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Venus Lives (Geologically Speaking)
Color image of volcano on Venus.
Bright spots in this image confirm for the first time that there are active volcanoes on Venus. The planet is alive -- geologically speaking.

NASA-Funded Research Shows Venus to be Geologically Active

NASA Science Highlight: Planetary Program Support
Research by Sue Smrekar, Planetary Scientist; NASA's Jet Propulsion Laboratory

April 2010: For the first time, the European Space Agency's Venus Express mission has detected clear signs of recent lava flows on the surface of Venus. The science results were laid over topographic data from NASA's Magellan spacecraft. Magellan radar-mapped 98 percent of the surface and collected high-resolution gravity data while orbiting Venus from 1990 to 1994.

Implications:
Venus may be one of the few worlds in our solar system that has been volcanically active within the last 3 million years. Scientists see compositional differences compared to the surrounding landscape in three volcanic regions. Relatively young lava flows have been identified by the way they emit infrared radiation. These observations suggest Venus is still capable of volcanic eruptions. The findings appear in the April 8 edition of the journal Science.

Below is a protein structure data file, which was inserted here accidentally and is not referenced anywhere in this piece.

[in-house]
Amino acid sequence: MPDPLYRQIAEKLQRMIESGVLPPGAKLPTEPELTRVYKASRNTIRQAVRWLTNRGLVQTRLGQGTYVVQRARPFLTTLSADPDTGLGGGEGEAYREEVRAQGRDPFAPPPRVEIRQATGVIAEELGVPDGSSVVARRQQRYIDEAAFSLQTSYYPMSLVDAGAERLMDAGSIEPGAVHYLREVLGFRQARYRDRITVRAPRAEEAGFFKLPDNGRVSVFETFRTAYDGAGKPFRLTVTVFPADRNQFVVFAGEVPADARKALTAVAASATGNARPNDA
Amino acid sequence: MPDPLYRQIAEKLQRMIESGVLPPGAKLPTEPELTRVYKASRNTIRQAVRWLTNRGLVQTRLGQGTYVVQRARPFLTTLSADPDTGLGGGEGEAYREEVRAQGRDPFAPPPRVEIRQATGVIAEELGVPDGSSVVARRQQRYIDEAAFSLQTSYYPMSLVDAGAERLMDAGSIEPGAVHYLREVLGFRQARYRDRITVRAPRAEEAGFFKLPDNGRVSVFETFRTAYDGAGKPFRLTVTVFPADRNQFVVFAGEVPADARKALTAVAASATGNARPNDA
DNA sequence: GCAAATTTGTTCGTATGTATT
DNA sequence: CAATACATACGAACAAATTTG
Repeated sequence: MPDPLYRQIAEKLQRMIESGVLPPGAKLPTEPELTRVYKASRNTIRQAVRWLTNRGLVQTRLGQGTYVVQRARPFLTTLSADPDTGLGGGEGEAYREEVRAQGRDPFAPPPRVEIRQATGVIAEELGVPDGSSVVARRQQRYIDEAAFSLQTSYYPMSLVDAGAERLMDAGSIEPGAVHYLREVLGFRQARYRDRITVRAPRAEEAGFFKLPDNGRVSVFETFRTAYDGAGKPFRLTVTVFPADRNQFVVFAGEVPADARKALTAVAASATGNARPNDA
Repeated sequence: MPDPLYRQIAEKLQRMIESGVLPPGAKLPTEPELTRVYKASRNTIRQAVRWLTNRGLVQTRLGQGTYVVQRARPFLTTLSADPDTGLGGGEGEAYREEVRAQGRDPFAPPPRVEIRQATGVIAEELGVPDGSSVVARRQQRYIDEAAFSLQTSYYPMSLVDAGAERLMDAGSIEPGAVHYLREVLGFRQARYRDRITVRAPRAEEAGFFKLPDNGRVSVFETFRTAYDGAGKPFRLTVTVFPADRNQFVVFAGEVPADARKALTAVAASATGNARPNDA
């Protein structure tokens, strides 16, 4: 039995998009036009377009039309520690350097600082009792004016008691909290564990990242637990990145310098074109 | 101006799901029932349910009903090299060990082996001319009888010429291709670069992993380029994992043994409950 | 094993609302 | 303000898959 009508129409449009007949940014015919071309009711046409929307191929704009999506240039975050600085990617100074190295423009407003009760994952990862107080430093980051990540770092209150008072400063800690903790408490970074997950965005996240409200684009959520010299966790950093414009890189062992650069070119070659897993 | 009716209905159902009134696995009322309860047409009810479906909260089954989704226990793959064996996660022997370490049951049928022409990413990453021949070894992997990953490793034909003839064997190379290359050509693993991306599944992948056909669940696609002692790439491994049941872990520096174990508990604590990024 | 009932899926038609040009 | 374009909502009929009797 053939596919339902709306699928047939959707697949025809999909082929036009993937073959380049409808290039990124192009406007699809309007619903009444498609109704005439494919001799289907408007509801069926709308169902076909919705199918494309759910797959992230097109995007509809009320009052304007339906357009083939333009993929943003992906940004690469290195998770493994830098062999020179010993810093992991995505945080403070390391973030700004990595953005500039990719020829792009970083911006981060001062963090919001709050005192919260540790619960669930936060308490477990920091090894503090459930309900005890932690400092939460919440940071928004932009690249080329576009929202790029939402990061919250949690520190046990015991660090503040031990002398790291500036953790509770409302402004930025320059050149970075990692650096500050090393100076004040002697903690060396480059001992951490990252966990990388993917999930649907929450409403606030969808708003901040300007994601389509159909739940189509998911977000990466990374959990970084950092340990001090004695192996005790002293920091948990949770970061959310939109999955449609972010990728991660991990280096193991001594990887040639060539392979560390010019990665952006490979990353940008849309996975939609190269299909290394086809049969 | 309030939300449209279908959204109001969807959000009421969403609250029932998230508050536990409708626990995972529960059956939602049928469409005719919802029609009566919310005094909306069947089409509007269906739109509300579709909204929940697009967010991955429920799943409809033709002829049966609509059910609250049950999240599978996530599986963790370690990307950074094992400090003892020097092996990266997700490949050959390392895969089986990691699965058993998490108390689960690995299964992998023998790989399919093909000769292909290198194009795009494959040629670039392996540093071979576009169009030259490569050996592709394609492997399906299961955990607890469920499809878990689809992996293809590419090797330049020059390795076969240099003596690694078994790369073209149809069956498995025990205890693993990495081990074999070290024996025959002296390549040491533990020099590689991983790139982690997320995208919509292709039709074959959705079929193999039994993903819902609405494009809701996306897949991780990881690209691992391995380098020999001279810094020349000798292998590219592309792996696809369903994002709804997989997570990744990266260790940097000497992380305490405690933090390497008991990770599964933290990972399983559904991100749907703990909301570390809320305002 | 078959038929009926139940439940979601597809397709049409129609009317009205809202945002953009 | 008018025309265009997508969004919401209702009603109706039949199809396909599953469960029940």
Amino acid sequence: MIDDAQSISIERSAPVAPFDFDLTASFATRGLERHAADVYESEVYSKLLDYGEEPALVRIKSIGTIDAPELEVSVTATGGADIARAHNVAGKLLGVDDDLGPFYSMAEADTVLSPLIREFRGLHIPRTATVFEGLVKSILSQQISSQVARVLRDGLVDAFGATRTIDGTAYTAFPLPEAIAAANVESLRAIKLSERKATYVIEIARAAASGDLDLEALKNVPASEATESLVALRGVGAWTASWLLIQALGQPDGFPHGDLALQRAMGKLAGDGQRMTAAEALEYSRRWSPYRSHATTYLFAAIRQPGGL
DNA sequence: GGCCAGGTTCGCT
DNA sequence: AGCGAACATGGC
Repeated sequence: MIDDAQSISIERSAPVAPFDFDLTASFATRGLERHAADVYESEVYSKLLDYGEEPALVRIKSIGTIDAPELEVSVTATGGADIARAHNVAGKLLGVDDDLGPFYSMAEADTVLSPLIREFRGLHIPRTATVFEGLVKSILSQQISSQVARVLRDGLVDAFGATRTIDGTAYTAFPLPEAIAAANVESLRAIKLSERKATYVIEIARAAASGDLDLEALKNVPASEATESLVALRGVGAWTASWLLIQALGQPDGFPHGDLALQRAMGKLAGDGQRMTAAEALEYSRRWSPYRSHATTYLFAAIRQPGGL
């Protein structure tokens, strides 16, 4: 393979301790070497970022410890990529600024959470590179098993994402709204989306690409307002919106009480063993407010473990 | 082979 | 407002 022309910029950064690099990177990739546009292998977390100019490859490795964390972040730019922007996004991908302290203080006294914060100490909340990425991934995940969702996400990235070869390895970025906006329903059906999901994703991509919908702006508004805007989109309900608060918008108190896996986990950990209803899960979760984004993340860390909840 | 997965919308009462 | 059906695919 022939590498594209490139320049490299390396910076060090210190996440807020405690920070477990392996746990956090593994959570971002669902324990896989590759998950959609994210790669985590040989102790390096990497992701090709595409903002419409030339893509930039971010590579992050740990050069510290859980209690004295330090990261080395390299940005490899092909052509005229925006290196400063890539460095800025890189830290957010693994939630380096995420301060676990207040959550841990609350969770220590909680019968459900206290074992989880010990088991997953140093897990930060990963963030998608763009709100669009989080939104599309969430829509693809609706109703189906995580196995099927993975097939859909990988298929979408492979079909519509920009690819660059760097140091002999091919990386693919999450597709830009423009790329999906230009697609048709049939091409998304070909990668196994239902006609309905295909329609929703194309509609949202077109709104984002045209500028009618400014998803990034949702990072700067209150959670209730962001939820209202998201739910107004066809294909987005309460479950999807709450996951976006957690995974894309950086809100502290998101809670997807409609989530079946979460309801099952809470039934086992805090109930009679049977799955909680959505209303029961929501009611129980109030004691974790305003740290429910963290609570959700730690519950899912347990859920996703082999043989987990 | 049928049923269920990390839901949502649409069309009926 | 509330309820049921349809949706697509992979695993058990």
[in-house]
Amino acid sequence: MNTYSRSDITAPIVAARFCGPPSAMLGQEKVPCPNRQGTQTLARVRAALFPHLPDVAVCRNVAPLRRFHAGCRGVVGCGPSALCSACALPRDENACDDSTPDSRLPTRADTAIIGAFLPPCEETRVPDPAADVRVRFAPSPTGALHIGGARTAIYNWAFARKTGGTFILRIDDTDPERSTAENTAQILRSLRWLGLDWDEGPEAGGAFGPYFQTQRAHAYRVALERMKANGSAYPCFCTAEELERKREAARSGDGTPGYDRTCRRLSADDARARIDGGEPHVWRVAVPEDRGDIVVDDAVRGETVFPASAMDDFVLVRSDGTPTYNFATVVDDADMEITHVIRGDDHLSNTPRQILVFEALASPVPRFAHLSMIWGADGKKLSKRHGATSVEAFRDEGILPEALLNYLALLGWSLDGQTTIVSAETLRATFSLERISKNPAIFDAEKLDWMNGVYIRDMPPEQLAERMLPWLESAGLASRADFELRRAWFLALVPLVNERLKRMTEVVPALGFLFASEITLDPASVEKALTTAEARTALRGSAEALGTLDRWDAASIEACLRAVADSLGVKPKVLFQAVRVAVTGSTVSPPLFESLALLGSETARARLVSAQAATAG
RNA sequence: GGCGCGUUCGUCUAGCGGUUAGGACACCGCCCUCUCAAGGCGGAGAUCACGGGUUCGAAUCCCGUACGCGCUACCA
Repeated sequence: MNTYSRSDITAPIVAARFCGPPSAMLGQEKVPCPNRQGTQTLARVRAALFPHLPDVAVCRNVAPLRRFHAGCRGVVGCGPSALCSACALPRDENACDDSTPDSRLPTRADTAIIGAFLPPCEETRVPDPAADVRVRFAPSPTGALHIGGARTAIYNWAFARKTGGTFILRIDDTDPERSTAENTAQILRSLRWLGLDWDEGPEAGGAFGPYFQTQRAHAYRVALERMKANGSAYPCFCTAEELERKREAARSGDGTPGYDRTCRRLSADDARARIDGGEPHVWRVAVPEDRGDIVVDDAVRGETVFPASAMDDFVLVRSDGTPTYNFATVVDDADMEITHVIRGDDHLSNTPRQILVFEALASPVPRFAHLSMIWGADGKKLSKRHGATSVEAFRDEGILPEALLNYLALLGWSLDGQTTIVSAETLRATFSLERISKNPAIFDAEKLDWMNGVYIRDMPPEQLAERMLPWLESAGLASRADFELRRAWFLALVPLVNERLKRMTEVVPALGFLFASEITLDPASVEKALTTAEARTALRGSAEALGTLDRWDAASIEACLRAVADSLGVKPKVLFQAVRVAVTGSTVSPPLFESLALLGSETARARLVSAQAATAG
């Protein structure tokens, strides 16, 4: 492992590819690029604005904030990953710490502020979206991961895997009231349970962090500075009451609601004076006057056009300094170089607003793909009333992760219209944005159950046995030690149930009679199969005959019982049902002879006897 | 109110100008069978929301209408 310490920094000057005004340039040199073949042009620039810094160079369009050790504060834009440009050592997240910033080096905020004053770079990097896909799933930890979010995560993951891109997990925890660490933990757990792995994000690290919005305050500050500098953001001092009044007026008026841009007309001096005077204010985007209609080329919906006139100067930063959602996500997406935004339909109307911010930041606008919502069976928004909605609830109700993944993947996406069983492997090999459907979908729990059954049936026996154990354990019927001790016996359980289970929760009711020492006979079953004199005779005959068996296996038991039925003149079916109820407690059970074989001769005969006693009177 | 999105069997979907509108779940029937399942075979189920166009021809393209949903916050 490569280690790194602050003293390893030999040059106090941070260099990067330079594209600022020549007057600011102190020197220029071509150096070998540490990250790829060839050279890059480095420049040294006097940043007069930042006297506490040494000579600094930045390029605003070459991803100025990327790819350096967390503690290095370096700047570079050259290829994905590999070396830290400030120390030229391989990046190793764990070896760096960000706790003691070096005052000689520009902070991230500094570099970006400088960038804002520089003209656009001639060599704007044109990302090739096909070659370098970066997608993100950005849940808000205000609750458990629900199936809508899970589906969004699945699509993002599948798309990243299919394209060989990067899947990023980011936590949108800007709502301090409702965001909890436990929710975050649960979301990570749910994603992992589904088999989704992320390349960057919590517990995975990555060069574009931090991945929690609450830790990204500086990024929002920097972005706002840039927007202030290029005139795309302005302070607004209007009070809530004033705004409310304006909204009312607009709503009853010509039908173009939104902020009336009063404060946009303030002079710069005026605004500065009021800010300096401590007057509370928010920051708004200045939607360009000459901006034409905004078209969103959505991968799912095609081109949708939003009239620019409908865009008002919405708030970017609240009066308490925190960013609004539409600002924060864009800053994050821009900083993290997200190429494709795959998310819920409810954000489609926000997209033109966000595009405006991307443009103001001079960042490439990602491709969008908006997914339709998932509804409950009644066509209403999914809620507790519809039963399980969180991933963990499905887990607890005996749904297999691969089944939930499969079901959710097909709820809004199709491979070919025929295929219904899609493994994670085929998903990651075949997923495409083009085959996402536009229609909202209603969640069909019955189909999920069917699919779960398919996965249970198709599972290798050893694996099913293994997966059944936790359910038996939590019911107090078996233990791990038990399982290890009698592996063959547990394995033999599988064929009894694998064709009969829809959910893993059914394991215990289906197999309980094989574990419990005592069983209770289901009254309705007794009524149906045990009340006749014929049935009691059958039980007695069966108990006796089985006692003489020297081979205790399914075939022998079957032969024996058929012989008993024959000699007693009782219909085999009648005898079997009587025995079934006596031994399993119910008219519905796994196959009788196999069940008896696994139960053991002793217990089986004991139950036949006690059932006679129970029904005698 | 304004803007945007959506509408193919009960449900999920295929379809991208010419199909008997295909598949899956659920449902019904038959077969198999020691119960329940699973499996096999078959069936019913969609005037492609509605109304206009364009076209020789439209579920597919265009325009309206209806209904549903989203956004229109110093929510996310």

"The geological history of Venus has long been a mystery," said Sue Smrekar, a scientist at NASA's Jet Propulsion Laboratory and lead author of the paper describing these findings. "Previous spacecraft gave us hints of volcanic activity, but we didn't know how long ago that occurred. Now we have strong evidence right at the surface for recent eruptions."

Significance to Solar System Exploration:
Understanding the rate of volcanism will help scientists determine how the interior of the planet works and how gases emitted during eruptions affect climate.

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Last Updated: 20 January 2014

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Last Updated: 20 Jan 2014